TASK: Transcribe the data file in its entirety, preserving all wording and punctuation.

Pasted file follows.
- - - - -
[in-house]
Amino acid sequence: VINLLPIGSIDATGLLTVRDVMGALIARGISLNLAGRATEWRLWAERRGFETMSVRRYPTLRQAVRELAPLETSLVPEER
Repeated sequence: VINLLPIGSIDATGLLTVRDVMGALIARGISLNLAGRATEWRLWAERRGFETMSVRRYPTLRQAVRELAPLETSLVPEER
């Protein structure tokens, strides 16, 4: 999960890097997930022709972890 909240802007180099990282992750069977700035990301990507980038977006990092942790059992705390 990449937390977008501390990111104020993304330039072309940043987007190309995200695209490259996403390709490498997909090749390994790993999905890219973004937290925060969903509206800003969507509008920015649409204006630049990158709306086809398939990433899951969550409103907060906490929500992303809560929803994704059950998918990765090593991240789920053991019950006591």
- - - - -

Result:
[in-house]
Amino acid sequence: VINLLPIGSIDATGLLTVRDVMGALIARGISLNLAGRATEWRLWAERRGFETMSVRRYPTLRQAVRELAPLETSLVPEER
Repeated sequence: VINLLPIGSIDATGLLTVRDVMGALIARGISLNLAGRATEWRLWAERRGFETMSVRRYPTLRQAVRELAPLETSLVPEER
């Protein structure tokens, strides 16, 4: 999960890097997930022709972890 909240802007180099990282992750069977700035990301990507980038977006990092942790059992705390 990449937390977008501390990111104020993304330039072309940043987007190309995200695209490259996403390709490498997909090749390994790993999905890219973004937290925060969903509206800003969507509008920015649409204006630049990158709306086809398939990433899951969550409103907060906490929500992303809560929803994704059950998918990765090593991240789920053991019950006591």